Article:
This is because the junta head’s power is specially covered by the new charter’s Article 265, Wissanu explained. Article 265 gives the head of the ruling National Council for Peace and Order (NCPO) powers granted under the post-coup interim charter and will cease once the NCPO steps down.
Consequently, this includes the interim Article 44, granting absolute power to the NCPO head that can order and retain people or perform any acts, whether legislative, executive or judicial.
Since 2014, almost 150 orders have been enacted by Prime Minister General Prayut Chan-o-cha, who is also the junta chief. They range widely from shifting officials, setting up new agencies, to managing the construction of sky train routes.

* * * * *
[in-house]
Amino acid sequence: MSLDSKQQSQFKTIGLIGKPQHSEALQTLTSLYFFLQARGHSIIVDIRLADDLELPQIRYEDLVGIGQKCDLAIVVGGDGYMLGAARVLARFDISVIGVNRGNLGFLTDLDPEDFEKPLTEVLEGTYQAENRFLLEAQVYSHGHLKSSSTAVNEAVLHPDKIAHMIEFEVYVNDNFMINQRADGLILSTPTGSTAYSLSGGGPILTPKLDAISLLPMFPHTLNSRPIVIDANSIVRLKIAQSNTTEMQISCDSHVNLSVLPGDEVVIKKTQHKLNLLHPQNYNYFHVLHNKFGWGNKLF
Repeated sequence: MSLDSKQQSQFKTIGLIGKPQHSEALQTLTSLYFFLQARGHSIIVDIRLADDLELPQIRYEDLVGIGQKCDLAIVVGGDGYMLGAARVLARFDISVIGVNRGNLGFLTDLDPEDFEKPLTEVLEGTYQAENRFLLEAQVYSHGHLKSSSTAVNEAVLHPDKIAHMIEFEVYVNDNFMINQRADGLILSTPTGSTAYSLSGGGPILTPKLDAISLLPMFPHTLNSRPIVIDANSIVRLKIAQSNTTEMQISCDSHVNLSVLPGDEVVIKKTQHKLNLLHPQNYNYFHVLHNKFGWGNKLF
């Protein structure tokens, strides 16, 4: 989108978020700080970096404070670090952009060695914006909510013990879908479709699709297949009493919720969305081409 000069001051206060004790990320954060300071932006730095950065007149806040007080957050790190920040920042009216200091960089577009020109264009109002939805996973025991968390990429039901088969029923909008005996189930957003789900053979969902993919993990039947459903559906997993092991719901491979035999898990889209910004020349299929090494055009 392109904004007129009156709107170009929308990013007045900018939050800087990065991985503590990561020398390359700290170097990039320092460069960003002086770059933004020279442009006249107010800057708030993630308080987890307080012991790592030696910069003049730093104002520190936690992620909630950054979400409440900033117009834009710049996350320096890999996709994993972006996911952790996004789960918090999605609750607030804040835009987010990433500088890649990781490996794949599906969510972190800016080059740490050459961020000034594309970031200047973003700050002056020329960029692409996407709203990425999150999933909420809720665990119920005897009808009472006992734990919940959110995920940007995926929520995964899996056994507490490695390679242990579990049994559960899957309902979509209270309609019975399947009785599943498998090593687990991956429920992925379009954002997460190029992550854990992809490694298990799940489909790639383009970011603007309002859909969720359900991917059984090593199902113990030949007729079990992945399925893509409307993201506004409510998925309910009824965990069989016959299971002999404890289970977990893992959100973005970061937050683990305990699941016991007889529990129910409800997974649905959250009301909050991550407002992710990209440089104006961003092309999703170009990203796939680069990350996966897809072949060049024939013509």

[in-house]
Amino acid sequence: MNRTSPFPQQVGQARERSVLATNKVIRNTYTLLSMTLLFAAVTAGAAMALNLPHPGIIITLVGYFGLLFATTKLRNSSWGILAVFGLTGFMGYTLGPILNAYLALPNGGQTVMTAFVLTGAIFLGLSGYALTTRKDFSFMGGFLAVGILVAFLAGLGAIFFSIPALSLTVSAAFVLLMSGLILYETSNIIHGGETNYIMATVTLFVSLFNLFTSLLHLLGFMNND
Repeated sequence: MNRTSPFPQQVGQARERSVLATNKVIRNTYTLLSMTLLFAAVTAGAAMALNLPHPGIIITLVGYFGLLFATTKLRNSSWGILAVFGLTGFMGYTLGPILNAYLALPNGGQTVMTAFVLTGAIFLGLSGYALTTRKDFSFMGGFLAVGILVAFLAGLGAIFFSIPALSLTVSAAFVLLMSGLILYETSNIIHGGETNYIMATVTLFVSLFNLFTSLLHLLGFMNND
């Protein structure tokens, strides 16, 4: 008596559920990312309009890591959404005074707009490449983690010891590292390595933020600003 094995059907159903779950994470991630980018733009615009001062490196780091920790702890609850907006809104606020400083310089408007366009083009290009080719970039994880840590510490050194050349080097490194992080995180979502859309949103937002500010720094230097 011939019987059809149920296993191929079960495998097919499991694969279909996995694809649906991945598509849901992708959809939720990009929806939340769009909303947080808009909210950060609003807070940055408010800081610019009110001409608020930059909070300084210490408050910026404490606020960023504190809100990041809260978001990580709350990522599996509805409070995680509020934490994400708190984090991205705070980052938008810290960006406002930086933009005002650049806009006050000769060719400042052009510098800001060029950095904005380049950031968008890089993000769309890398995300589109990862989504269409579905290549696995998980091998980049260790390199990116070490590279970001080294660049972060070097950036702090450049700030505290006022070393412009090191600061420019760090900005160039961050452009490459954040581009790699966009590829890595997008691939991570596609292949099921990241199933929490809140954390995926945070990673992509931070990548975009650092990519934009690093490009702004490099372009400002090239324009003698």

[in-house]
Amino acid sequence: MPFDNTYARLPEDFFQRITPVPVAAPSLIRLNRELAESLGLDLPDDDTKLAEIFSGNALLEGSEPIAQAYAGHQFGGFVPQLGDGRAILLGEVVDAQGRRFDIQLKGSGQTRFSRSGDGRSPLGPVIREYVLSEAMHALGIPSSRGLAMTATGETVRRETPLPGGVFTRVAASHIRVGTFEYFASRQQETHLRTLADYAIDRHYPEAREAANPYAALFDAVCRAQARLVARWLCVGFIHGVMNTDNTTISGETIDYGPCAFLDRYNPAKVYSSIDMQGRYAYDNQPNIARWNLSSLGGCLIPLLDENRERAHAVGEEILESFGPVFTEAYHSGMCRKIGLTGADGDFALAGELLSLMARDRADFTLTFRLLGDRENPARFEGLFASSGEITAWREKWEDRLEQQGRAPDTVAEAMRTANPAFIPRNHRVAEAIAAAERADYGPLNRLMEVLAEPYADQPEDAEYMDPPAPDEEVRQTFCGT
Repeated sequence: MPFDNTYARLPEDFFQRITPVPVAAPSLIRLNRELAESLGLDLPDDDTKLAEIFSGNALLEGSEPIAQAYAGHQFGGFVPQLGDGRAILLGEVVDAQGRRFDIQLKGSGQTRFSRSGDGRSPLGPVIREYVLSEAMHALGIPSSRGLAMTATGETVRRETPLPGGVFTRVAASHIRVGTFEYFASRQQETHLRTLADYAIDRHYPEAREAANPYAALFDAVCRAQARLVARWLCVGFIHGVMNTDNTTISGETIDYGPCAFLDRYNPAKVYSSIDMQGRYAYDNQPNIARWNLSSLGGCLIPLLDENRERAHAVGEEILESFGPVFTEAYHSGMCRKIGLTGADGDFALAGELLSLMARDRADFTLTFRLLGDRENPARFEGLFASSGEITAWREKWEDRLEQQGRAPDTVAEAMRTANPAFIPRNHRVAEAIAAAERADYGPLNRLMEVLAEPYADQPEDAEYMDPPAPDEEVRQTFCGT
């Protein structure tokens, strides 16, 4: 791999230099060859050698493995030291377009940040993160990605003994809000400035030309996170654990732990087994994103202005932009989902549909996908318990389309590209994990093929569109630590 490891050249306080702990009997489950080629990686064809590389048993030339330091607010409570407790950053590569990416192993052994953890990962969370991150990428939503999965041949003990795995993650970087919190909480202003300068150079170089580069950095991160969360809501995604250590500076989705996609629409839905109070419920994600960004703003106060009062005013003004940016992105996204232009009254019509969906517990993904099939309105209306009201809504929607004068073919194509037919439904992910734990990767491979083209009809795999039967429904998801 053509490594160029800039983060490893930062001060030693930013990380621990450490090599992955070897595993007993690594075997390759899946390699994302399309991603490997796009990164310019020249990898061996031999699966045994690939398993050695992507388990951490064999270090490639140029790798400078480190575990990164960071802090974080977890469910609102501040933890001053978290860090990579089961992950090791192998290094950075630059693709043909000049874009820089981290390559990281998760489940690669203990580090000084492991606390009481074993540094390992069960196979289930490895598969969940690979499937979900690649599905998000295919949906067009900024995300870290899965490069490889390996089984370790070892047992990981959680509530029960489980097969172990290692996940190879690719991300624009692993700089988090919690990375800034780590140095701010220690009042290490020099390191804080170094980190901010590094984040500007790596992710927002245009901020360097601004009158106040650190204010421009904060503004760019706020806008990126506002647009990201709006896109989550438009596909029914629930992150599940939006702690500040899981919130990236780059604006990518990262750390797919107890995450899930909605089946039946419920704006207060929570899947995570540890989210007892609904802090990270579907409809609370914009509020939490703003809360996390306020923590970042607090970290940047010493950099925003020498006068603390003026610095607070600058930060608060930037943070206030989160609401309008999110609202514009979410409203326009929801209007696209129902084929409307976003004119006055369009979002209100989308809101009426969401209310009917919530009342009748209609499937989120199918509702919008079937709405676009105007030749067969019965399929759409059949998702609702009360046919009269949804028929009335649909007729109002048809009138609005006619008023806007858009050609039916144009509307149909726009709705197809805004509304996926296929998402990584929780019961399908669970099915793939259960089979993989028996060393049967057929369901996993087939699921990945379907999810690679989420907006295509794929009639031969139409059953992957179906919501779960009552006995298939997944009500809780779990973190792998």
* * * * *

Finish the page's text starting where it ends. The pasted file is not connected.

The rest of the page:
The absolute nature of Article 44, however, could clash with the 2017 charter’s Article 77. It stipulates that prior to any law drafting process, the authority shall receive opinions from related parties, conduct rounded analyses as well as publicise all outcomes.
But Wissanu said that any law included under the Article 265’s umbrella is excluded from the condition. “ It [Article 44] might even be more powerful than the Article 77,” the deputy said.
Orders enacted under the interim’s Article 44 would also remain in place, the deputy said. If the next government wishes to revoke the orders, it can do so by enacting bills.
“The current government can simply issue a new Article 44 order to revoke the old ones,” he said. “There are some orders considered to be revoked, but I don’t know yet how many of them will be.”
Published : April 07, 2017
By : The Nation